Oct 19, 2018

High Speed Rail Shouldn’t Run on Party Lines – Opinion – The Herald Sun – Friday, 19 October, 2018

If there is one thing we know about Australian voters in 2018, it is that they are tired of needless political division.

After five prime ministerships in five years and inadequate progress on national interest issues like climate change and indigenous reconciliation, Australians want less politics and more action.

That’s why we should be seeking out areas for cross-party collaboration in the national interest.

One area ripe for bipartisanship is the construction of a High Speed Rail Link from Brisbane to Melbourne via Sydney and Canberra.

This project would not only revolutionise interstate travel and boost tourism, but also turbo-charge regional economic development and decentralisation.

While the former Labor Government completed a positive feasibility study on the project in 2013, the Coalition Government has failed to advance it, defying an international trend toward greater investment in fast rail.

However, the Government’s position appears to have changed.

We know this because last month, the Herald Sun was leaked a list of more than $7 billion worth of infrastructure projects, including High Speed Rail, to which the Coalition secretly allocated some funding in this year’s Budget.

But rather than release the funding now, the Government has decided to squirrel away these projects for announcement during the next federal election campaign.

That makes no sense.

Instead of delaying action for political reasons, we should just get on with it.

With this in mind, on Monday (September 15) I re-introduced a Private Member’s Bill to Parliament that would create a High Speed Rail Authority.

The authority would conduct advanced planning for the project, finalise the business case and begin to explore options for private sector investment.

It would also work with the governments of Victoria, New South Wales, Queensland and the Australian Capital Territory to commence the important process of preserving the corridor for High Speed Rail before it is built out by urban sprawl.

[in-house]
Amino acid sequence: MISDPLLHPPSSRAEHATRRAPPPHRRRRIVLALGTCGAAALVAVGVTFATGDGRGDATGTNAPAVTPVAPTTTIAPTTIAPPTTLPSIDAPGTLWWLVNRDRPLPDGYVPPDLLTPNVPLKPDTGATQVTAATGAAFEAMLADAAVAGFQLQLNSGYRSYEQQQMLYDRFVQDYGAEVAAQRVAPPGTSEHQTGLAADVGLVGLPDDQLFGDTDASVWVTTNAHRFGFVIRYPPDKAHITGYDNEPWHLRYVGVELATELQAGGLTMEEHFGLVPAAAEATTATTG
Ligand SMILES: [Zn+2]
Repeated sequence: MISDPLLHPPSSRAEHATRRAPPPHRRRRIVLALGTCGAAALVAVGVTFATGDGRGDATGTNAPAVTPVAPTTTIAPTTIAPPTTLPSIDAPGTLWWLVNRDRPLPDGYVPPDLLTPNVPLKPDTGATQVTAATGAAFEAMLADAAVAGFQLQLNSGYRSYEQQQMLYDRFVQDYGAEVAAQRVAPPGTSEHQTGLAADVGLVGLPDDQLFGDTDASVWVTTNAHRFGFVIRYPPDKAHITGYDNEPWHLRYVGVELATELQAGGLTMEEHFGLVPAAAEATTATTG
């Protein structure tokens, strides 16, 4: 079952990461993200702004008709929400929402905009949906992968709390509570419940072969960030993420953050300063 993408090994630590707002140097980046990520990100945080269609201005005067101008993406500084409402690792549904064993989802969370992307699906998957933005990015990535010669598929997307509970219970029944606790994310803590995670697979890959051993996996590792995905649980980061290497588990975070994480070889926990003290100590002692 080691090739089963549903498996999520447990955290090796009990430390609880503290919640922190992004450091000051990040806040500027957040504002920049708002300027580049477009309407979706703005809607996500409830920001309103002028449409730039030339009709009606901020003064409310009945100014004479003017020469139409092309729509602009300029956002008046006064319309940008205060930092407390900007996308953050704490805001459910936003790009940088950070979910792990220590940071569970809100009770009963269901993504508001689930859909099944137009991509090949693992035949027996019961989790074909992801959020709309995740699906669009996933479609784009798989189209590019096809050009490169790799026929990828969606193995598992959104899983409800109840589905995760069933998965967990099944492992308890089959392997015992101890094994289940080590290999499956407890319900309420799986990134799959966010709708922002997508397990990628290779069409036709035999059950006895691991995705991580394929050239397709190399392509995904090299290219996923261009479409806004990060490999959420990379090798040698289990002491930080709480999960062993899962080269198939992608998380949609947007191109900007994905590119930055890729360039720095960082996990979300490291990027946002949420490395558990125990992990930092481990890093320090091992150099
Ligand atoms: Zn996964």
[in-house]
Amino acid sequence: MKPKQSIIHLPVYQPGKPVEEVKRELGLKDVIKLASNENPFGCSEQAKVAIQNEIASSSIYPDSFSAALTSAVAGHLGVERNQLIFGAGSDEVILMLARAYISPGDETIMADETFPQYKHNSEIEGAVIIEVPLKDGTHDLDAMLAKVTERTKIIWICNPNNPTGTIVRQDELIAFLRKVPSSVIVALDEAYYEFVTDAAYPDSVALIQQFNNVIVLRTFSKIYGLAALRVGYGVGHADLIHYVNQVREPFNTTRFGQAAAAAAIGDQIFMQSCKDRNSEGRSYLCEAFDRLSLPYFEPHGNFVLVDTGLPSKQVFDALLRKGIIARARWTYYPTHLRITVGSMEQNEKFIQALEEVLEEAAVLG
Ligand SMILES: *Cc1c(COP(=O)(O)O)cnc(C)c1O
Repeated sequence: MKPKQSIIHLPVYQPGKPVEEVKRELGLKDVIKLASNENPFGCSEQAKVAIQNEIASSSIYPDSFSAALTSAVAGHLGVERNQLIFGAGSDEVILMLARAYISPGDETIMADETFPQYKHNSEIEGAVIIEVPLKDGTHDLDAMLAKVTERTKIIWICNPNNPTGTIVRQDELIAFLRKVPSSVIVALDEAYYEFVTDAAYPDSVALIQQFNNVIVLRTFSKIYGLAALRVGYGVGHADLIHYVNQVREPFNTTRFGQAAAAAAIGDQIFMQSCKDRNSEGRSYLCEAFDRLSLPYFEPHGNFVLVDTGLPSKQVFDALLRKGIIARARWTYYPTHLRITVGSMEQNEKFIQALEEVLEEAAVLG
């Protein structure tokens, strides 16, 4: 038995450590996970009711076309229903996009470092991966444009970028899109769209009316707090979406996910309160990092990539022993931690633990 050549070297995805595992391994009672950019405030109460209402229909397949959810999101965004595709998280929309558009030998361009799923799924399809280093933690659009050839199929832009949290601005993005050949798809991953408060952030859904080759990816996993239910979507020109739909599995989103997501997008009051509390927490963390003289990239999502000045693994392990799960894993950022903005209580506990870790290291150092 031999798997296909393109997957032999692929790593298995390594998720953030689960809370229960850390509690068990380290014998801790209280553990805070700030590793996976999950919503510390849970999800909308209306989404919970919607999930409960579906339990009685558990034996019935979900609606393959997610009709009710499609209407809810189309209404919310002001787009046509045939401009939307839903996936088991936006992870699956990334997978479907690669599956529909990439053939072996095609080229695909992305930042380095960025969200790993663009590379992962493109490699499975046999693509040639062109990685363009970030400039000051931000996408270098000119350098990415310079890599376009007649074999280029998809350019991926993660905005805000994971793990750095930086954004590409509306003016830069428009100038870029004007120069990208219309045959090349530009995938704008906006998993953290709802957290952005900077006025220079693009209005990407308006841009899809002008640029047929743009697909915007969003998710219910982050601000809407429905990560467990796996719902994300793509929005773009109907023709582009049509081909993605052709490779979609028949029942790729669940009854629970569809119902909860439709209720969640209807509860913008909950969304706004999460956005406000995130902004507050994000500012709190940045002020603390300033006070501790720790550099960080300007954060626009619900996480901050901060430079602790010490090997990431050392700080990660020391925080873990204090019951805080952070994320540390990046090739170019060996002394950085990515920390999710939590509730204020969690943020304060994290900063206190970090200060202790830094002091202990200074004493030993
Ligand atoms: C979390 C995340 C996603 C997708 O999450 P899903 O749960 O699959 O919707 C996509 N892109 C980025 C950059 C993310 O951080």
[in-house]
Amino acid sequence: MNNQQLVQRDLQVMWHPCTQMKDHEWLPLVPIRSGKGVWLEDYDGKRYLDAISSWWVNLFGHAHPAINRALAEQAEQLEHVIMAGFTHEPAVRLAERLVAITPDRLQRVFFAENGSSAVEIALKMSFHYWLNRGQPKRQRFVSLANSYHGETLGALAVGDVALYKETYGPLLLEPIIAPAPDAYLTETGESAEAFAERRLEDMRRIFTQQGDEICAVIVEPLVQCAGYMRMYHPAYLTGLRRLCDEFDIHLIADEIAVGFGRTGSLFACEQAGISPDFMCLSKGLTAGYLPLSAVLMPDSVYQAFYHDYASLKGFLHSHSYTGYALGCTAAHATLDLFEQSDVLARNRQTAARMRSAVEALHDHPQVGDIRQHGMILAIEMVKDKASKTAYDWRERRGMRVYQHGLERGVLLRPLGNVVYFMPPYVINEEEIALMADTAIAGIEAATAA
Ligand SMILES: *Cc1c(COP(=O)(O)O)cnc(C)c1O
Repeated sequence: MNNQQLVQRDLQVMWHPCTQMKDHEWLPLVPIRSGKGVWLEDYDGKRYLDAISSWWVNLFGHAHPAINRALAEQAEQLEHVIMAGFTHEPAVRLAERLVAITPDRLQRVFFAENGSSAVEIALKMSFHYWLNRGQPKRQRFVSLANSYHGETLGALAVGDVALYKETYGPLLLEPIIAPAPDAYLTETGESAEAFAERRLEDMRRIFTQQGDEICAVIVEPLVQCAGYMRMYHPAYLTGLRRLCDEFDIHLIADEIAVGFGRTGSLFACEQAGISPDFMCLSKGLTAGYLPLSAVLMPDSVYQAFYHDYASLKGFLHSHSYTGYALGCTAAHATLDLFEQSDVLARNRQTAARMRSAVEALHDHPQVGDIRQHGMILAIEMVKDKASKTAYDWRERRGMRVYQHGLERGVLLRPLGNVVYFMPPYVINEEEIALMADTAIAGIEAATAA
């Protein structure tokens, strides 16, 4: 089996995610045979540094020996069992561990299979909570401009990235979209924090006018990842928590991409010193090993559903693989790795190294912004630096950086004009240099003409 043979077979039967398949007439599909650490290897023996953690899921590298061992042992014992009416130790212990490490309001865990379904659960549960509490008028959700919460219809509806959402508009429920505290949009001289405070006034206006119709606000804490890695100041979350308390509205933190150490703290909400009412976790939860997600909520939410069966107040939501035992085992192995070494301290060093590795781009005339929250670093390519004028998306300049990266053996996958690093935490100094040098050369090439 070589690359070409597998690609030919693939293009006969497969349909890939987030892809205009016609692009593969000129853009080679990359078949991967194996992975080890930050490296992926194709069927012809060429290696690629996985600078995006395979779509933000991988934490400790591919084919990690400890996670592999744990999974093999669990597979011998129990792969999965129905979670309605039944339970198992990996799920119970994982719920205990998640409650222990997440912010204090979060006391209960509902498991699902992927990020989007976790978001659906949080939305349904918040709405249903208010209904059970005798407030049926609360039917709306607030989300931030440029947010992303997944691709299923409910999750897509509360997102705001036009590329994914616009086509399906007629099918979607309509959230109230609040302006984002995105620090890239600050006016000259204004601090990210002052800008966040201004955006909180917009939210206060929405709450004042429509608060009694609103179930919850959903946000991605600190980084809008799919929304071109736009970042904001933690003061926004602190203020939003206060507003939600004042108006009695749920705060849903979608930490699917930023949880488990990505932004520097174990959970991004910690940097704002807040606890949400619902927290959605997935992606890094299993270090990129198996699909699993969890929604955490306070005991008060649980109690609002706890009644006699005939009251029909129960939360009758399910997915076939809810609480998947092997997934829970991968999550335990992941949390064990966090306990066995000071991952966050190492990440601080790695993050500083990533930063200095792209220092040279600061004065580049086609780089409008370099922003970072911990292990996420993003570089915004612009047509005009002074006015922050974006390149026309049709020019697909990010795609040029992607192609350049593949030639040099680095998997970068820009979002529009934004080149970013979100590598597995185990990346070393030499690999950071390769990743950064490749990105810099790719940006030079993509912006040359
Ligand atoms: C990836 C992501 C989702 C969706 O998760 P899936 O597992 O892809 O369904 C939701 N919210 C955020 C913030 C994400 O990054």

That’s critical. Even if actual construction of High Speed Rail does not commence in the near term, we can save money now if we prevent ongoing development along the corridor.

We should also be exploring the intense interest from international companies which have experience in building High Speed Rail projects and say technical advancement is reducing the cost of such projects.

These steps can commence now.

There is no reason for delay. As we know from the leak to the Herald Sun, the funding is already available.

The 2013 feasibility study found High Speed Rail was viable and would return more than $2 in economic benefit for every dollar invested.

As Infrastructure Minister at the time, I asked an independent panel to examine the feasibility study and propose the best way forward.

That panel included former National Party leader and Deputy Prime Minister Tim Fisher, the Business Council of Australia’s Jennifer Westacott and the late Bryan Nye, of the Australasian Railway Association.

They recommended exactly what I am proposing in my Private Member’s Bill – the creation of a High Speed Rail Authority to advance planning and corridor protection.

Since 2013, the case for High Speed Rail has strengthened.

Strong population growth is causing severe traffic congestion in our capital cities, particularly in Melbourne, the nation’s fastest growing city.

Part of the response must be to increase investment in urban rail, as well as better roads.

However, another part of the solution is promoting greater growth in regional Australia so it can absorb a greater proportion of increases in our population.

That’s where High Speed Rail can be a game changer.

It would open up significant development opportunities for the regional communities along its path – cities like the Gold Coast, Casino, Grafton, Coffs Harbour, Port Macquarie, Taree, Newcastle, the Central Coast, the Southern Highlands, Canberra, Wagga Wagga, Albury-Wodonga and Shepparton.

If, for example, people could travel the 190km journey between Melbourne and Shepparton at 300km an hour, businesses would have greater incentive to establish operations in the regional city, taking advantage of its lower overheads.

This would create new jobs – the essential ingredient to any policy for regional development and decentralisation.

High Speed Rail will require significant public and private investment.

It will also take years to develop, with the job taking a number of electoral cycles.

That’s why it requires bi-partisan support.

But above all, High Speed rail requires vision. We need to think beyond the three-year electoral cycle, envision a better future and take then take the necessary steps to make that vision real.

My Private Member’s Bill provides the platform for bipartisanship on High Speed Rail.

The Morrison Government would be serving the public interest if it jumped on board, supported the Bill, established the authority and advanced the project.


This piece was first published in The Herald Sun today: https://bit.ly/2q2t2Cp